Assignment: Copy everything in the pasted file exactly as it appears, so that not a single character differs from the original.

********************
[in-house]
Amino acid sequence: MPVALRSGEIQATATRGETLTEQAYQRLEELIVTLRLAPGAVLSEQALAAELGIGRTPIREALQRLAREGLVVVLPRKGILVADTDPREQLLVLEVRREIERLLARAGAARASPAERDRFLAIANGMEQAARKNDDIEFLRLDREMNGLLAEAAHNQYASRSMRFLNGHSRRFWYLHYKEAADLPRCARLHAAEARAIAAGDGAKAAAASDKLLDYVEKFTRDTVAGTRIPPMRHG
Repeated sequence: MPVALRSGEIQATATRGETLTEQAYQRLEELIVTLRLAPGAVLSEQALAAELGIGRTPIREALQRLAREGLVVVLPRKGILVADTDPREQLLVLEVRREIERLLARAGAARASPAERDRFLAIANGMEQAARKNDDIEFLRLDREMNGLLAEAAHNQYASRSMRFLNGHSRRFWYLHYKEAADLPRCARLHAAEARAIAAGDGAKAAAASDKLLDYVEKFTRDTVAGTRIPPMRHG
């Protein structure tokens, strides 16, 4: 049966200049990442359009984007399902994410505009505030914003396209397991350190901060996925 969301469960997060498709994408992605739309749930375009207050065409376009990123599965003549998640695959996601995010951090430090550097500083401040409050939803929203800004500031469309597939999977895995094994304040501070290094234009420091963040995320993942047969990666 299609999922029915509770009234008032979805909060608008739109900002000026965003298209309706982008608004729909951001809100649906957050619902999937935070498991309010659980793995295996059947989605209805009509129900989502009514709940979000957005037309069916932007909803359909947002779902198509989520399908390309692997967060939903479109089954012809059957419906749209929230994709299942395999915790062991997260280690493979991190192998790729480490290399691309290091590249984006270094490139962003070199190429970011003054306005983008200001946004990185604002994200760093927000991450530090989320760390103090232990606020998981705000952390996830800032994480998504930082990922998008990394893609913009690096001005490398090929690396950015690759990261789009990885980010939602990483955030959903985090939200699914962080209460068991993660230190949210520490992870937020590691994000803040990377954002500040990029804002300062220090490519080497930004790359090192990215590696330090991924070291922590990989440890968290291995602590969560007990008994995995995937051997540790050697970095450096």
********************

[in-house]
Amino acid sequence: MPVALRSGEIQATATRGETLTEQAYQRLEELIVTLRLAPGAVLSEQALAAELGIGRTPIREALQRLAREGLVVVLPRKGILVADTDPREQLLVLEVRREIERLLARAGAARASPAERDRFLAIANGMEQAARKNDDIEFLRLDREMNGLLAEAAHNQYASRSMRFLNGHSRRFWYLHYKEAADLPRCARLHAAEARAIAAGDGAKAAAASDKLLDYVEKFTRDTVAGTRIPPMRHG
Repeated sequence: MPVALRSGEIQATATRGETLTEQAYQRLEELIVTLRLAPGAVLSEQALAAELGIGRTPIREALQRLAREGLVVVLPRKGILVADTDPREQLLVLEVRREIERLLARAGAARASPAERDRFLAIANGMEQAARKNDDIEFLRLDREMNGLLAEAAHNQYASRSMRFLNGHSRRFWYLHYKEAADLPRCARLHAAEARAIAAGDGAKAAAASDKLLDYVEKFTRDTVAGTRIPPMRHG
């Protein structure tokens, strides 16, 4: 049966200049990442359009984007399902994410505009505030914003396209397991350190901060996925 969301469960997060498709994408992605739309749930375009207050065409376009990123599965003549998640695959996601995010951090430090550097500083401040409050939803929203800004500031469309597939999977895995094994304040501070290094234009420091963040995320993942047969990666 299609999922029915509770009234008032979805909060608008739109900002000026965003298209309706982008608004729909951001809100649906957050619902999937935070498991309010659980793995295996059947989605209805009509129900989502009514709940979000957005037309069916932007909803359909947002779902198509989520399908390309692997967060939903479109089954012809059957419906749209929230994709299942395999915790062991997260280690493979991190192998790729480490290399691309290091590249984006270094490139962003070199190429970011003054306005983008200001946004990185604002994200760093927000991450530090989320760390103090232990606020998981705000952390996830800032994480998504930082990922998008990394893609913009690096001005490398090929690396950015690759990261789009990885980010939602990483955030959903985090939200699914962080209460068991993660230190949210520490992870937020590691994000803040990377954002500040990029804002300062220090490519080497930004790359090192990215590696330090991924070291922590990989440890968290291995602590969560007990008994995995995937051997540790050697970095450096």